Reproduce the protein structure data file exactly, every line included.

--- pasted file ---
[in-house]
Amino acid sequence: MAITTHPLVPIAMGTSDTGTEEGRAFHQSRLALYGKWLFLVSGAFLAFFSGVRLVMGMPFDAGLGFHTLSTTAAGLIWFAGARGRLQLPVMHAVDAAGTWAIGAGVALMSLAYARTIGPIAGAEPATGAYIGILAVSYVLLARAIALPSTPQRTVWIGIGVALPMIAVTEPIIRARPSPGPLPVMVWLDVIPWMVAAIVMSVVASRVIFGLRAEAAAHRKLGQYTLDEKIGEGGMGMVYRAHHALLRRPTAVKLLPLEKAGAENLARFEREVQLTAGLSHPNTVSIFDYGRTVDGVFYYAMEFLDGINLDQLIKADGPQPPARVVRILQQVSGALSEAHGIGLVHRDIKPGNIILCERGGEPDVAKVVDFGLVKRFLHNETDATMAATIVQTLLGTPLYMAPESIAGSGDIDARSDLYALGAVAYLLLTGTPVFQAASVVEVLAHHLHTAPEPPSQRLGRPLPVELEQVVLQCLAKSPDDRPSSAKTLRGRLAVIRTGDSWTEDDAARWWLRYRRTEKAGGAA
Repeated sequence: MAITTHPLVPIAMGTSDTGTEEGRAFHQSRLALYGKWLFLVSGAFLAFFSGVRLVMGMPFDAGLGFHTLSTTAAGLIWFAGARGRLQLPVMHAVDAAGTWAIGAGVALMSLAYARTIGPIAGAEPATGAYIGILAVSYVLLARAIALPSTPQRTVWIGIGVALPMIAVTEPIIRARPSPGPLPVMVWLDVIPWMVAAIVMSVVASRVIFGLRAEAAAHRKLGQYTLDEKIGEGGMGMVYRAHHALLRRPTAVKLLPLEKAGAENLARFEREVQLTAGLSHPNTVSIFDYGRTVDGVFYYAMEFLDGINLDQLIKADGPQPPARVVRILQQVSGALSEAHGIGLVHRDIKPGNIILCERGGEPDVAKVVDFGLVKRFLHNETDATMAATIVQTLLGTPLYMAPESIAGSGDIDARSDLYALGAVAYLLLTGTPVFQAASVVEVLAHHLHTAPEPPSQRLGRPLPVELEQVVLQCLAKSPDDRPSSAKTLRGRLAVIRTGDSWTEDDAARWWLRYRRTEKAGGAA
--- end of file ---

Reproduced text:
[in-house]
Amino acid sequence: MAITTHPLVPIAMGTSDTGTEEGRAFHQSRLALYGKWLFLVSGAFLAFFSGVRLVMGMPFDAGLGFHTLSTTAAGLIWFAGARGRLQLPVMHAVDAAGTWAIGAGVALMSLAYARTIGPIAGAEPATGAYIGILAVSYVLLARAIALPSTPQRTVWIGIGVALPMIAVTEPIIRARPSPGPLPVMVWLDVIPWMVAAIVMSVVASRVIFGLRAEAAAHRKLGQYTLDEKIGEGGMGMVYRAHHALLRRPTAVKLLPLEKAGAENLARFEREVQLTAGLSHPNTVSIFDYGRTVDGVFYYAMEFLDGINLDQLIKADGPQPPARVVRILQQVSGALSEAHGIGLVHRDIKPGNIILCERGGEPDVAKVVDFGLVKRFLHNETDATMAATIVQTLLGTPLYMAPESIAGSGDIDARSDLYALGAVAYLLLTGTPVFQAASVVEVLAHHLHTAPEPPSQRLGRPLPVELEQVVLQCLAKSPDDRPSSAKTLRGRLAVIRTGDSWTEDDAARWWLRYRRTEKAGGAA
Repeated sequence: MAITTHPLVPIAMGTSDTGTEEGRAFHQSRLALYGKWLFLVSGAFLAFFSGVRLVMGMPFDAGLGFHTLSTTAAGLIWFAGARGRLQLPVMHAVDAAGTWAIGAGVALMSLAYARTIGPIAGAEPATGAYIGILAVSYVLLARAIALPSTPQRTVWIGIGVALPMIAVTEPIIRARPSPGPLPVMVWLDVIPWMVAAIVMSVVASRVIFGLRAEAAAHRKLGQYTLDEKIGEGGMGMVYRAHHALLRRPTAVKLLPLEKAGAENLARFEREVQLTAGLSHPNTVSIFDYGRTVDGVFYYAMEFLDGINLDQLIKADGPQPPARVVRILQQVSGALSEAHGIGLVHRDIKPGNIILCERGGEPDVAKVVDFGLVKRFLHNETDATMAATIVQTLLGTPLYMAPESIAGSGDIDARSDLYALGAVAYLLLTGTPVFQAASVVEVLAHHLHTAPEPPSQRLGRPLPVELEQVVLQCLAKSPDDRPSSAKTLRGRLAVIRTGDSWTEDDAARWWLRYRRTEKAGGAA